NSSE has been selected as one of four assessment instruments about students’ experiences and perceptions for the VSA. Developed through a partnership between the American Association of State Colleges and Universities (AASCU) and the National Association of State Universities and Land-Grant Colleges (NASULGC), the VSA is designed to help institutions:
Demonstrate accountability and stewardship to the public
Measure educational outcomes to identify effective educational practice
Assemble information that is accessible, understandable, and comparable
The VSA's College Portrait provides information on institutional and student characteristics, attendance costs, student engagement, and educational outcomes. This information is intended for students, families, policy-makers, campus faculty and staff, the general public, and other higher education stakeholders. The College Portrait is divided into a number of sections that focus on student characteristics, admissions, costs and financial information, student experiences, student learning outcomes, and other areas.
NSSE results are used to complete the Student Experiences section in the College Portrait.NSSE is one of four assessment instruments selected by the VSA that provide information about six specified areas that academic research has shown to be correlated with greater student learning and development: group learning, active learning, experiences with diverse groups of people and ideas, student satisfaction, institutional commitment to student learning and success, and student interactions with faculty and staff.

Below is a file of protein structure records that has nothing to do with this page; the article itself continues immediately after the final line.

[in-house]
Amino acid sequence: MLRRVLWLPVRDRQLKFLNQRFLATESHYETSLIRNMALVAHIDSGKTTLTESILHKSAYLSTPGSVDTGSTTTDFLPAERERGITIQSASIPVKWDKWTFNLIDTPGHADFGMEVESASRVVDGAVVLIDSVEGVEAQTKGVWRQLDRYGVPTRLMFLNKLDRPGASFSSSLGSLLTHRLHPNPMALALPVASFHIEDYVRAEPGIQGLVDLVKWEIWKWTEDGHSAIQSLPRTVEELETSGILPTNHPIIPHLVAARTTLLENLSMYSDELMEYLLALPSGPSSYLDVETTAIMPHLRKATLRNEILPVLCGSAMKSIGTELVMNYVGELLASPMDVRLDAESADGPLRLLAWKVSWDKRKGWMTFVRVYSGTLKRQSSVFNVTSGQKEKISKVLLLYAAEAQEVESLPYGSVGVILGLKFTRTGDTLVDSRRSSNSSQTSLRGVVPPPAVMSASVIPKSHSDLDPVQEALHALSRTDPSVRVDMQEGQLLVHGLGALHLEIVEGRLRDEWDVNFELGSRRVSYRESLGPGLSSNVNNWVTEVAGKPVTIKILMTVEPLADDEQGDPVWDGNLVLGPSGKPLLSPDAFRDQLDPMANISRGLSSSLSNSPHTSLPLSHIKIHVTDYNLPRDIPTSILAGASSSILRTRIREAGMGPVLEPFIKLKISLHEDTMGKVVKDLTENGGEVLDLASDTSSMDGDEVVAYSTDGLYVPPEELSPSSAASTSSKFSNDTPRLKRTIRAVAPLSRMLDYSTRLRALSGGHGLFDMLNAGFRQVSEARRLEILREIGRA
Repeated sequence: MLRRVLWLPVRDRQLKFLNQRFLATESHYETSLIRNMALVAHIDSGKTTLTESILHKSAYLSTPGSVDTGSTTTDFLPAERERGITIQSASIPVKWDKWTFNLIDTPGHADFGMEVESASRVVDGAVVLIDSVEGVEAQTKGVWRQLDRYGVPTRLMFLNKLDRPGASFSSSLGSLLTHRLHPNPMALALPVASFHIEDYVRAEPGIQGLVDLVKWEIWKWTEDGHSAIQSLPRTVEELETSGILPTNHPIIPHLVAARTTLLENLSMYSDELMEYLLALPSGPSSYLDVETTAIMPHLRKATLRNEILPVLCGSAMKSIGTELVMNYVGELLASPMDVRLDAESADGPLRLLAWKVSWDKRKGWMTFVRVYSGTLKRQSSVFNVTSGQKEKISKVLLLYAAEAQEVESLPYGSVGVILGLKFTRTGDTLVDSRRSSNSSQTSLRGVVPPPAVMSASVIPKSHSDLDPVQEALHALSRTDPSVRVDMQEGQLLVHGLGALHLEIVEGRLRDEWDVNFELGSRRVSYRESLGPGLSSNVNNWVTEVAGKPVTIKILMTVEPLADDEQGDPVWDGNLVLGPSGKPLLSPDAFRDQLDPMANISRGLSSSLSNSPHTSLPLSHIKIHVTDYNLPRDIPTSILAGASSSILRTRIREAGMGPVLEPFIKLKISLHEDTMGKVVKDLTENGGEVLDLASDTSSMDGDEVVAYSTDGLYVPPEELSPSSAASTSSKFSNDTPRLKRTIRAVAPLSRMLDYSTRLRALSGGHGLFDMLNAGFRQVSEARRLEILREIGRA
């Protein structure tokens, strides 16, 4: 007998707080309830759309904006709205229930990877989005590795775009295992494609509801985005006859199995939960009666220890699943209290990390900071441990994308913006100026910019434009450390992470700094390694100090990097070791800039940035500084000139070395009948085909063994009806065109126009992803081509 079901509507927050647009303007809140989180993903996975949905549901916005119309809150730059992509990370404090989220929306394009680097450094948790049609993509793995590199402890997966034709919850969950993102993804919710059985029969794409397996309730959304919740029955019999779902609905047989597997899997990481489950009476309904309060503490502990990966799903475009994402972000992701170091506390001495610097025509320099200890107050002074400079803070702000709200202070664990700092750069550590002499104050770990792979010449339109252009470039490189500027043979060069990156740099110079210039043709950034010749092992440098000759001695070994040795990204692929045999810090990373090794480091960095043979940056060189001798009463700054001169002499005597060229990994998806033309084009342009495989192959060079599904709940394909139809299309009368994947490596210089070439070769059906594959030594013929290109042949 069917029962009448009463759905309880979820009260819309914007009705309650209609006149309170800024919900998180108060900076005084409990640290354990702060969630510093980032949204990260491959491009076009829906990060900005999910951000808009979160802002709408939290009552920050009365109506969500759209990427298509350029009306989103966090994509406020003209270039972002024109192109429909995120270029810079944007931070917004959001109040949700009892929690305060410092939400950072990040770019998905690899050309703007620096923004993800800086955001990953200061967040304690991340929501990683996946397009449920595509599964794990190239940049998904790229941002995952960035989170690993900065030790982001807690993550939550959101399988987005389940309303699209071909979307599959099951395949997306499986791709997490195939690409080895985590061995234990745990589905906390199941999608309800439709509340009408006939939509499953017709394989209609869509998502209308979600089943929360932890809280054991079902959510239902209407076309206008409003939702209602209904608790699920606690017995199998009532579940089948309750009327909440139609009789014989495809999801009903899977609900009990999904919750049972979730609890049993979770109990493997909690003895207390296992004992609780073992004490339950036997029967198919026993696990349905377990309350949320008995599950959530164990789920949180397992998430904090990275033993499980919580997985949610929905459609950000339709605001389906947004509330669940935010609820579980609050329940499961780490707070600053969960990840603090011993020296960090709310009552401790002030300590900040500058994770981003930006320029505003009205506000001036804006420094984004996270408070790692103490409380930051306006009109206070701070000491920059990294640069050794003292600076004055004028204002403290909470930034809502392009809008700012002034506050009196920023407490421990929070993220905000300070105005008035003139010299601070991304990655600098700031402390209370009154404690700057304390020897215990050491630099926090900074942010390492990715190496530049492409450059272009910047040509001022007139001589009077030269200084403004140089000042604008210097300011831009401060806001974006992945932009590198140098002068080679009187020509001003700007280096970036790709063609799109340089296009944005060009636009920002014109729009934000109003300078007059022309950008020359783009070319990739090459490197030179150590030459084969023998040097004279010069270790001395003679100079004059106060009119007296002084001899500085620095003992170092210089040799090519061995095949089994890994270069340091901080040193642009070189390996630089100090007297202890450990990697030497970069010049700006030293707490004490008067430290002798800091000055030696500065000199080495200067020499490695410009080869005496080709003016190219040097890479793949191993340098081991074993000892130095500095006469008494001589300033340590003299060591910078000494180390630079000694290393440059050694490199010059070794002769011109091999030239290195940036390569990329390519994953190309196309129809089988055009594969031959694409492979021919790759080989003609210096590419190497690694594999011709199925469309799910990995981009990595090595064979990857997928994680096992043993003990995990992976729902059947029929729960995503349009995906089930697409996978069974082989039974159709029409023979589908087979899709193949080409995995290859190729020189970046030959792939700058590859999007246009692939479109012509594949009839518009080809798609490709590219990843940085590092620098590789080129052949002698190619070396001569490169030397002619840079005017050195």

This decision is left to the institution’s discretion. Each instrument has different characteristics to consider when selecting which measure to use, such as purpose, administration mode and timeline, sample section, and options for comparison information.
NSSE is specifically designed to assess the extent to which students are engaged in empirically derived good educational practices and what they gain from their college experience (Kuh, 2001). The main content of the NSSE instrument represents student behaviors that are highly correlated with many desirable learning and personal development outcomes of college. The survey is administered each spring term using Web-based and paper modes to random samples of first-year and seniors students who were enrolled the previous term. Therefore, all those who are invited to participate in the survey have had enough experience with the institution to render an informed judgment.
NSSE results provide information about student engagement at a particular institution and also include options for creating customized comparison groups. NSSE also supplies an institutional data file, which includes raw student responses to all survey items, including student identifiers for additional in-depth analyses. For more information about what NSSE offers please see the NSSEInvitation to Participate:http://nsse.iub.edu/pdf/2013_NSSE_Invite_finalforWeb.pdf